Recently, I needed a new desktop replacement laptop for general use. I have always been a huge supporter of Dell’s products but they have essentially been selling the same laptops for the last 13-14 months with no real advance in technology or design. Being somewhat of a ‘snob’ in that area I went looking for alternatives. Low and behold I stumbled upon the HP HDX 18t.

At first glance this machine is indeed a monster. It is made instantly apparent that HP didn’t really expect anyone to carry this beast around with them on a day-to-day basis, but what it lacks in mobility, it makes up for in performance and value.

The HDX 18t sports all of the latest and greatest technology. The base model includes (standard, no less) the Intel Centrino 2 P8400, an amazing 18.4" display (more on this later), 2GB of RAM (although at the time of writing there was a free upgrade to 3GB), a 512MB NVIDIA GeForce 9600M GT, and a blue-ray drive (HDMI Output too!) all for $1399 (before any coupons/discounts). This is a tremendous value, other manufacturers (if they have something similar, ahem Dell) charge anywhere between $1700 – $2000 for the same hardware.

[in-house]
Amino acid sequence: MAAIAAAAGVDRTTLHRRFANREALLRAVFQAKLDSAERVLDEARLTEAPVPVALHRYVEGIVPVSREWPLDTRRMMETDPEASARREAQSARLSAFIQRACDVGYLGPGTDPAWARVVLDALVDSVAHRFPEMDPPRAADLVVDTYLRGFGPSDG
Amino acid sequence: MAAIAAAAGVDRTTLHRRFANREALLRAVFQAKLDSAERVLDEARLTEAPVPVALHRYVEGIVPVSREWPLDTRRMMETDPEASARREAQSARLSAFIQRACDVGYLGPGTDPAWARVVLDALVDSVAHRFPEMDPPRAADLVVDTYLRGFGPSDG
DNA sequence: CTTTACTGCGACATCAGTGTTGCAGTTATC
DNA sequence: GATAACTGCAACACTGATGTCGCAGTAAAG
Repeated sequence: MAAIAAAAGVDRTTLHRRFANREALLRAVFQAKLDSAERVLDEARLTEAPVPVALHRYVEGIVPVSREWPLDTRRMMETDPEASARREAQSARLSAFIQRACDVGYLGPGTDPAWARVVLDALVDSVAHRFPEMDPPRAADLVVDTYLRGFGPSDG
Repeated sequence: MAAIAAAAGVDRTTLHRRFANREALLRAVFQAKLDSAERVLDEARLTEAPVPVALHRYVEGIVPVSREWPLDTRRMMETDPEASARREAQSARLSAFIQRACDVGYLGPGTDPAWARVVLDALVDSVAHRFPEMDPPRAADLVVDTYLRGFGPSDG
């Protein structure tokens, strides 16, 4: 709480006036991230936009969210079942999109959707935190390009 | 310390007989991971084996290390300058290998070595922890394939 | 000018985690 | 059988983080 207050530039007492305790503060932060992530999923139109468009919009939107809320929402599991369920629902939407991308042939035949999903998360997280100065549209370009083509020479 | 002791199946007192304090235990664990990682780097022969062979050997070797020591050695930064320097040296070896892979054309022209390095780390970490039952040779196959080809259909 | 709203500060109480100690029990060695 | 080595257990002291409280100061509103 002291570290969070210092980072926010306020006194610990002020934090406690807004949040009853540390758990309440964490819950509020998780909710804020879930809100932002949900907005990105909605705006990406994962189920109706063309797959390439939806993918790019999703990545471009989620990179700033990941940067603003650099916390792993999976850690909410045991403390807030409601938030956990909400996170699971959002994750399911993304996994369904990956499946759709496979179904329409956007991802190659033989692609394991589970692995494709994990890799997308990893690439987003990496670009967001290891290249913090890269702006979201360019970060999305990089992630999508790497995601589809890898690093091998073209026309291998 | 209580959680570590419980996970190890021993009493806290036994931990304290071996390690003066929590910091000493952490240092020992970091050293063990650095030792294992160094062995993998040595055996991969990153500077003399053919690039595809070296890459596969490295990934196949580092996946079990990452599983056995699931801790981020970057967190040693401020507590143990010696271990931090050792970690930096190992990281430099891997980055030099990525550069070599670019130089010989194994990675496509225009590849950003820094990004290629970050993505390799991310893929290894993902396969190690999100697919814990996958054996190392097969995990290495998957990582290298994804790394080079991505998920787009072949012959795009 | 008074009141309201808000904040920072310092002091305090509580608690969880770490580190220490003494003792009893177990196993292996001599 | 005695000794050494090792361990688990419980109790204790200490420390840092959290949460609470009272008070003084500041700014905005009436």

If the 18" screen doesn’t sound familiar to you there is a reason. Up until recently computer LCD displays were fashioned in the 16:10 aspect ratio instead of the standard LCD 16:9. What this meant to you was that the LCD glass manufacturers couldn’t cut as many screens out of the same plate of glass. The benefits of the industry standard 16:9 format are two fold. First, by sharing the same aspect ratio as other LCD displays (HDTVs) Blu-ray, movies streamed from the Internet, and DVDs can be displayed in their full screen glory. Second, since the glass in an LCD is arguably the most expensive part, being able to get more of these screens for less money will in the long run save you money.